10.01.2015

First shots with the old Minolta 100mm macro plus Sony A6000

In my prior post, I talked about my experience with an old Minolta 100mm macro lens on my Olympus E-M1.  With this adapted lens, I felt there were some focusing challenges with the Olympus that resulted in fewer "keepers" than I had hoped for.

It seemed to me that the lens was very sharp, and I certainly enjoyed its smooth action.  But I missed focus more than I was prepared for.  In other words, sometimes the area that turned out to be in focus, when viewed on my computer, was slightly off from the area I intended to be in focus.

Missed focus is inevitable with flowers out doors.  It was caused by either my slight movement or the movement of the flowers, or both.  A tripod would have prevented camera movement but not flower movement.  Bringing the flowers indoors and using a tripod would obviously have been a solution.  But to my way of thinking, it wouldn't have been much fun.

The reason I wanted to try this same lens on the Sony a6000 is that the Sony has focusing assistance that is, in some ways, the opposite of what's available on the Olympus.  I feel that with Olympus, there is too much lag between achieving focus and releasing the shutter.

Sony A6000 plus Minolta 100mm F3.5 macro plus Nissan i40 flash


Bottom Line:  I think I get more accurate results with the Sony.

Here are the differences in how one focuses these two camera bodies, at least when using adapted manual focus lenses.

1) Focus Peaking:

a) The Olympus focus peaking, when shooting macros, shows too great an area in focus... more than what actually is in focus.  The Sony focus peaking shows a narrower and more accurate (IMO) area of focus, though if there is not enough contrast, sometimes the peaking does not work at all! Again, I'm only concerned here with macro focusing.

b) The Olympus focus peaking works when the shutter is unpressed.  However, it disappears when half pressed, leaving an operator time-lag between focus and shutter release.  The Sony focus peaking works when the shutter is unpressed, but continues to work when half pressed. The photographer can therefore ride the shutter button half-pressed while focusing.  This reduces operator time-lag between focus and shutter release.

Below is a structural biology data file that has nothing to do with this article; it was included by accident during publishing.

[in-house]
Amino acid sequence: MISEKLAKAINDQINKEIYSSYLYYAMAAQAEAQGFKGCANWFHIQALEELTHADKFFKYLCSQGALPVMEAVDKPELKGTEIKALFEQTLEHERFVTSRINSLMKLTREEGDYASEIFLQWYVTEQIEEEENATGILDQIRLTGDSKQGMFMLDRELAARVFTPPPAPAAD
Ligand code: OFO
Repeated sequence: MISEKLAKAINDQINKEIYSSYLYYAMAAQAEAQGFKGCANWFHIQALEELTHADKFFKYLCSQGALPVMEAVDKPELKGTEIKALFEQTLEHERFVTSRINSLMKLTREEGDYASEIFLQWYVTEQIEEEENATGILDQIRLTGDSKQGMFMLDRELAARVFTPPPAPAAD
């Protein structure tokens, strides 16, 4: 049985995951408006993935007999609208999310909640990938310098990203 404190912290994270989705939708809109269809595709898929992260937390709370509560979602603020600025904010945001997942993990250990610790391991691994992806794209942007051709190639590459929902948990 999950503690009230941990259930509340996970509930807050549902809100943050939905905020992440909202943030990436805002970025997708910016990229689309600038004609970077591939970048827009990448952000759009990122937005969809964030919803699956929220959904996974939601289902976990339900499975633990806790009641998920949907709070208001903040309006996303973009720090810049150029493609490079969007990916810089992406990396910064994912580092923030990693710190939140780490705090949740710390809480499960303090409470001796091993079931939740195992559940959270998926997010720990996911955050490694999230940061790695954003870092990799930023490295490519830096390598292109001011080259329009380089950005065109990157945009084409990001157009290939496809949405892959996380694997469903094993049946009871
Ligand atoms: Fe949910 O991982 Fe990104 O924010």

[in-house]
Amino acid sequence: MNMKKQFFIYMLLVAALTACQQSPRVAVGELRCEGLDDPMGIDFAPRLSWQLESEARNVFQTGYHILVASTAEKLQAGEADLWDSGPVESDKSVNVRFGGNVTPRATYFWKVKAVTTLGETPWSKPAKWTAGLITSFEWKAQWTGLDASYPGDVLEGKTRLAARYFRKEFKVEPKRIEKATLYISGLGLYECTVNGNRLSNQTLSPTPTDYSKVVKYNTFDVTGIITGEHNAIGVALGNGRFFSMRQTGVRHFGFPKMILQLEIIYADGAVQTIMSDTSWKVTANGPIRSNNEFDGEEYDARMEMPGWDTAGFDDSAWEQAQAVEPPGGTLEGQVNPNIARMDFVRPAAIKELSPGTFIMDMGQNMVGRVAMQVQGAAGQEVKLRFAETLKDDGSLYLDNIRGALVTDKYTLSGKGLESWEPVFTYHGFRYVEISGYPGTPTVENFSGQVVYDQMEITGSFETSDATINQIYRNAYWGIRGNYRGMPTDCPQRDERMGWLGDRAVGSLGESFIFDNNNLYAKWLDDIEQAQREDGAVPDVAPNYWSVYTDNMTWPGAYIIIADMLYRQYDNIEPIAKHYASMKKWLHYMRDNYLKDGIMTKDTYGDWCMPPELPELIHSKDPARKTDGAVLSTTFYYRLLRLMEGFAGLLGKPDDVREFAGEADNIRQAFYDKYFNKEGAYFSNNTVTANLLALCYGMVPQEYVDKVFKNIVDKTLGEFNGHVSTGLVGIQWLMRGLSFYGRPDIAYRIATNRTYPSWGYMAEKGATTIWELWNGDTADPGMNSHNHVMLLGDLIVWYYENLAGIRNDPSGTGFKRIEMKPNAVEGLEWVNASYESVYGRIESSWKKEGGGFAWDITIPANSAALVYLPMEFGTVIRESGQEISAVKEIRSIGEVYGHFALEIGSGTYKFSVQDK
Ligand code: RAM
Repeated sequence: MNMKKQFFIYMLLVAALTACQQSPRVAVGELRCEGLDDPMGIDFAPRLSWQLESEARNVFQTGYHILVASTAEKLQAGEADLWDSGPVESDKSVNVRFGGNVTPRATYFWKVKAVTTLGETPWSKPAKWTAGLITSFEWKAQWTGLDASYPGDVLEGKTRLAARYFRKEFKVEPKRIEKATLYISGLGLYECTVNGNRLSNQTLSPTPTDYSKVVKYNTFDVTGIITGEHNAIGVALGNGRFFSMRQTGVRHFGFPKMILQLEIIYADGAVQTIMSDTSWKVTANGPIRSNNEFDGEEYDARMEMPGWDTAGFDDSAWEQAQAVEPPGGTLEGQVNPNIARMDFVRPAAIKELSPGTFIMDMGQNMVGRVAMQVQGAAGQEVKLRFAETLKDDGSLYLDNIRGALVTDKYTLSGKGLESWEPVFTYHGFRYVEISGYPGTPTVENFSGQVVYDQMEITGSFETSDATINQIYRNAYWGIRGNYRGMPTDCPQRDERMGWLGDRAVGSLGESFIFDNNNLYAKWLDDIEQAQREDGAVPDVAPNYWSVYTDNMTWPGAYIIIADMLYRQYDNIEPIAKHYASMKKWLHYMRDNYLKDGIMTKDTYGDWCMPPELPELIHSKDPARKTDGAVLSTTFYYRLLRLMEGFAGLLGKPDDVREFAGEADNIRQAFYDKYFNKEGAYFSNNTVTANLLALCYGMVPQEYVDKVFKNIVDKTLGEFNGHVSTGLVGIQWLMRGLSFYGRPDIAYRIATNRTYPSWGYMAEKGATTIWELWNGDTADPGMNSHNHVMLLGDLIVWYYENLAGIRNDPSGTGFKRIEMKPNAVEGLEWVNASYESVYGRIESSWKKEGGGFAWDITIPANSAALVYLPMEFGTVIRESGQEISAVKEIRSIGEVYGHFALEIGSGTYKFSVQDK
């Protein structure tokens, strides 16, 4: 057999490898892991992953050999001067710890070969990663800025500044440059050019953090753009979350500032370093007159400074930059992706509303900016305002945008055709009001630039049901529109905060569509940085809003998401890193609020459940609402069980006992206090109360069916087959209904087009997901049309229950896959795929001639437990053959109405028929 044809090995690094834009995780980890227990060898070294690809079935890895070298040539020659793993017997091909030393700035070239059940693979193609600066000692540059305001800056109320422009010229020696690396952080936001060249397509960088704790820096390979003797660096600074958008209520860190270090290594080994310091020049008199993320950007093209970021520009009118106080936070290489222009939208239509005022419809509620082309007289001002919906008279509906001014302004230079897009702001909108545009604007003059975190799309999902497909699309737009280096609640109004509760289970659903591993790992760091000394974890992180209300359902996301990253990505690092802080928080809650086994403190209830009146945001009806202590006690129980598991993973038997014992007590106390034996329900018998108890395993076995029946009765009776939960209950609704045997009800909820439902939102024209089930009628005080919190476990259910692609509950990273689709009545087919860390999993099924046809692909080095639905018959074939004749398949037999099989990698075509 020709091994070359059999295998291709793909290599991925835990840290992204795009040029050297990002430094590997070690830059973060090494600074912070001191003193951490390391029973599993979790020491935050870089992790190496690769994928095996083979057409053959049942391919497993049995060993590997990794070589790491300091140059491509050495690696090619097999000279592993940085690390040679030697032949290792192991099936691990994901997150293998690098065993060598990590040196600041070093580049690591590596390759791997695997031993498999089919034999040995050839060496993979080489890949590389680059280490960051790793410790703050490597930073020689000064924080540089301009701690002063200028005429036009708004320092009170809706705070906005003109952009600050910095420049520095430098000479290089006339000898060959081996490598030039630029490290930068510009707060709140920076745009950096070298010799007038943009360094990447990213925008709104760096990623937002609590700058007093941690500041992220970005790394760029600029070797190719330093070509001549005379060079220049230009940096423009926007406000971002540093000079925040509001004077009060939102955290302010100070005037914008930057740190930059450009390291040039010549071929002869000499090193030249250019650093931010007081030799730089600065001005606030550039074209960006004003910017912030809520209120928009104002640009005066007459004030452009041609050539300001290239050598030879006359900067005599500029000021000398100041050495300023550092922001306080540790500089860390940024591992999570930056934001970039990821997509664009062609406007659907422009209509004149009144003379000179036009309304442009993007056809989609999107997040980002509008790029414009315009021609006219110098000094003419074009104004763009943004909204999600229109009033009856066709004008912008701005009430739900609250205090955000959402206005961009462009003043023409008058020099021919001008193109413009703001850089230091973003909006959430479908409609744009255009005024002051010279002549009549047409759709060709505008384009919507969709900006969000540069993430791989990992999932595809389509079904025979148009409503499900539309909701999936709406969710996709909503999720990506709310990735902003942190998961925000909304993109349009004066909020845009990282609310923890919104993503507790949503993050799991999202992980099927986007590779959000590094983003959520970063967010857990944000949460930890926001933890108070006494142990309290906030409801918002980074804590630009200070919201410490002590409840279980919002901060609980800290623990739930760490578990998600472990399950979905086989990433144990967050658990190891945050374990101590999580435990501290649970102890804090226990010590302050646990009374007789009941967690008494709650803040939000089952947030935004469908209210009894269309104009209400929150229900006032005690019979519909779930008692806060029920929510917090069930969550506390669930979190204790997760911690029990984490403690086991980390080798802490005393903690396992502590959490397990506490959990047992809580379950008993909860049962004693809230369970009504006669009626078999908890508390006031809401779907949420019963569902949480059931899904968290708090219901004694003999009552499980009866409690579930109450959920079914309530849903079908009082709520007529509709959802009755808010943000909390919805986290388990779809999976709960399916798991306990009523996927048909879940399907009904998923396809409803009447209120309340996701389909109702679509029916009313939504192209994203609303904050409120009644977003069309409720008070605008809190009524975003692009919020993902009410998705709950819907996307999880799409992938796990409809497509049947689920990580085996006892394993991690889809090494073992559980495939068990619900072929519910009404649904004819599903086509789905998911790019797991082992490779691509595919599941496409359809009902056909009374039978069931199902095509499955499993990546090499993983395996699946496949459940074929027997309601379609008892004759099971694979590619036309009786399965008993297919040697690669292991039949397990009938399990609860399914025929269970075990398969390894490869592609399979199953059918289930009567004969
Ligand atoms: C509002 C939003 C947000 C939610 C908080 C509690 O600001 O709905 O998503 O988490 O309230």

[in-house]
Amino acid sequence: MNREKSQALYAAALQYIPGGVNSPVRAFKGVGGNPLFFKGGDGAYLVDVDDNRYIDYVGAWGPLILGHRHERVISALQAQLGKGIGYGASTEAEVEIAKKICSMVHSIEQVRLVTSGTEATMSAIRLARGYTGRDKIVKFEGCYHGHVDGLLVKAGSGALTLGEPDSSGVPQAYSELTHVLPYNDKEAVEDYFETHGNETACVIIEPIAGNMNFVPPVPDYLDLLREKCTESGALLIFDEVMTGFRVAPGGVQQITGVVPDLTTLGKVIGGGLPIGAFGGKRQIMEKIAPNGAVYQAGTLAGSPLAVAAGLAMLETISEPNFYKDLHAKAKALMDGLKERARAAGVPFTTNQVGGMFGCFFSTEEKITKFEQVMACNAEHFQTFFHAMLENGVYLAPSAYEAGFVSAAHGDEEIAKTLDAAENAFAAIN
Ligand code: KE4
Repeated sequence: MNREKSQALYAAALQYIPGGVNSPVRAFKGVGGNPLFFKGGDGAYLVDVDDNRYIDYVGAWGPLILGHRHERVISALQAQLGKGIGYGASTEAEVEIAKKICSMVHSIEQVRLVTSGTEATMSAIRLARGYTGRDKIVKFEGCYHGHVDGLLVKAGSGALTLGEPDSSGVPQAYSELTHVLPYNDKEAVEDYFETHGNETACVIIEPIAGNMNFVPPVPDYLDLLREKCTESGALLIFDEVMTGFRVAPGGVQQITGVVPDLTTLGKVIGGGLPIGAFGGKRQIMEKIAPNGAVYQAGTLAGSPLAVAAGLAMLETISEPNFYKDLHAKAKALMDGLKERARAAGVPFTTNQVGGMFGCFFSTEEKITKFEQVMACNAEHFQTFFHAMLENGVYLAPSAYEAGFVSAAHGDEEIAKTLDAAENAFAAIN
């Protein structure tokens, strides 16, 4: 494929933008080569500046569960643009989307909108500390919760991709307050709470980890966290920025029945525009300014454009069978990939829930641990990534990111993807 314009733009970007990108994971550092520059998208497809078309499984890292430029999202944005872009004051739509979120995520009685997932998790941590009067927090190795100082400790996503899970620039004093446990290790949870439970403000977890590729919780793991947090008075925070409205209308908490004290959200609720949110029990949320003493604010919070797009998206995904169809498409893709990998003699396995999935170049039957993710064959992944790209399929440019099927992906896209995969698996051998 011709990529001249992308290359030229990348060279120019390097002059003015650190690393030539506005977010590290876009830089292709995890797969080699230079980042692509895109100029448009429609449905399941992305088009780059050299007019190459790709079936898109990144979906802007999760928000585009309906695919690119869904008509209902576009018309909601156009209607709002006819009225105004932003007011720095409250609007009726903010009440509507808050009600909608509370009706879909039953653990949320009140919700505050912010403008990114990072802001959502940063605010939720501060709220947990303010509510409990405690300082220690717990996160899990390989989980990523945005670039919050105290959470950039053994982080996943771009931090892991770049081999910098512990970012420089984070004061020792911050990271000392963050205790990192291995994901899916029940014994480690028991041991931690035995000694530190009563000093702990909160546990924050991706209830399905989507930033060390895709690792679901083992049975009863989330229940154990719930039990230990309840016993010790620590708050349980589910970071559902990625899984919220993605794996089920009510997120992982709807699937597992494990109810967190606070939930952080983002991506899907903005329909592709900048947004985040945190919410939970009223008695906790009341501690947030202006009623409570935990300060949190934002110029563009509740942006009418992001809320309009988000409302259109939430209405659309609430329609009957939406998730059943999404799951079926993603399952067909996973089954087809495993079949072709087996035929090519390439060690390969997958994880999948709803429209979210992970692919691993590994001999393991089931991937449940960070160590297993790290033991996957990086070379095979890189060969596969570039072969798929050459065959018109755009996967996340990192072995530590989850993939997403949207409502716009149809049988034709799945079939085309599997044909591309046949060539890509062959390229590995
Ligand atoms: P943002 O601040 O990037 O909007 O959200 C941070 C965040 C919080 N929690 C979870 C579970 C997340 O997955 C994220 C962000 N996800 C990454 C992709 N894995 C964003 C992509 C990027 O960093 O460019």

2) Magnification:

a)  Both systems offer magnification choices.  The Olympus allows magnification of 3x, 5x, 7x, 10x and 14x.  The Sony offers 5.9x and 11.7x.

b) The Olympus maintains the magnification all the way through the shutter press.  This helps me maintain focus.  However, you are unable to see your overall composition.  The Sony loses magnification at the half press which makes me feel I've lost focus.  On the other hand because it pops to full view when half pressed, I am able to confirm my composition.  For landscapes, I would prefer the Sony choice. YMMV.

A few sample images:






















1 comment:

Dennis Mook said...

Peter,

Lovely images. I really enjoy your macro work. I like everything about them. I agree about the issue of focus peaking being too inaccurate with the E-M1. I don't use it. Also, I have found it somewhat better with the Fuji X-T1 in the same manner as you have with the A6000. Both have APS-C sized sensors, which have less depth of field. Beyond engineering, that may account for some of the difference.

Dennis